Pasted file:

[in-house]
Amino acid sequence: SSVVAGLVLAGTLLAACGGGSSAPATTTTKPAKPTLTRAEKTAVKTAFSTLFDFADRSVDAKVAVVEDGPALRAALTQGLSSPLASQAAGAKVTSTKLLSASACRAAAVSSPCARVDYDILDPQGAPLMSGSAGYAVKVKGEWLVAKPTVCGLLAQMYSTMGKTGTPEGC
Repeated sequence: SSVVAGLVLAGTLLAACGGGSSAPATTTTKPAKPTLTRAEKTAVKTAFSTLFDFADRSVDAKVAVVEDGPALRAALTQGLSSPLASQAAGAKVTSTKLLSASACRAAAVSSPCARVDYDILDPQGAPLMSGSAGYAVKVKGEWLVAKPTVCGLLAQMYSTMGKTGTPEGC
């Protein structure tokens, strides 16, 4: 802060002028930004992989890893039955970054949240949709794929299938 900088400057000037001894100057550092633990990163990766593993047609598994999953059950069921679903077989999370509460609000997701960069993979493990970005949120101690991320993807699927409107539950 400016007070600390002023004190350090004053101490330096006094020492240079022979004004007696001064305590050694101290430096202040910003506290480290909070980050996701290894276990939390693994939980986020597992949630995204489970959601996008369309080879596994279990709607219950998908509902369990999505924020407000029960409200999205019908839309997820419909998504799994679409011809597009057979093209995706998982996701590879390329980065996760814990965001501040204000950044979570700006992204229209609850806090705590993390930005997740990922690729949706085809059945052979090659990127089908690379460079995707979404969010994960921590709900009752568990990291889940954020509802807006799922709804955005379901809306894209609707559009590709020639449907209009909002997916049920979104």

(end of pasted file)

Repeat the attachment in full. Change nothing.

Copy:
[in-house]
Amino acid sequence: SSVVAGLVLAGTLLAACGGGSSAPATTTTKPAKPTLTRAEKTAVKTAFSTLFDFADRSVDAKVAVVEDGPALRAALTQGLSSPLASQAAGAKVTSTKLLSASACRAAAVSSPCARVDYDILDPQGAPLMSGSAGYAVKVKGEWLVAKPTVCGLLAQMYSTMGKTGTPEGC
Repeated sequence: SSVVAGLVLAGTLLAACGGGSSAPATTTTKPAKPTLTRAEKTAVKTAFSTLFDFADRSVDAKVAVVEDGPALRAALTQGLSSPLASQAAGAKVTSTKLLSASACRAAAVSSPCARVDYDILDPQGAPLMSGSAGYAVKVKGEWLVAKPTVCGLLAQMYSTMGKTGTPEGC
């Protein structure tokens, strides 16, 4: 802060002028930004992989890893039955970054949240949709794929299938 900088400057000037001894100057550092633990990163990766593993047609598994999953059950069921679903077989999370509460609000997701960069993979493990970005949120101690991320993807699927409107539950 400016007070600390002023004190350090004053101490330096006094020492240079022979004004007696001064305590050694101290430096202040910003506290480290909070980050996701290894276990939390693994939980986020597992949630995204489970959601996008369309080879596994279990709607219950998908509902369990999505924020407000029960409200999205019908839309997820419909998504799994679409011809597009057979093209995706998982996701590879390329980065996760814990965001501040204000950044979570700006992204229209609850806090705590993390930005997740990922690729949706085809059945052979090659990127089908690379460079995707979404969010994960921590709900009752568990990291889940954020509802807006799922709804955005379901809306894209609707559009590709020639449907209009909002997916049920979104």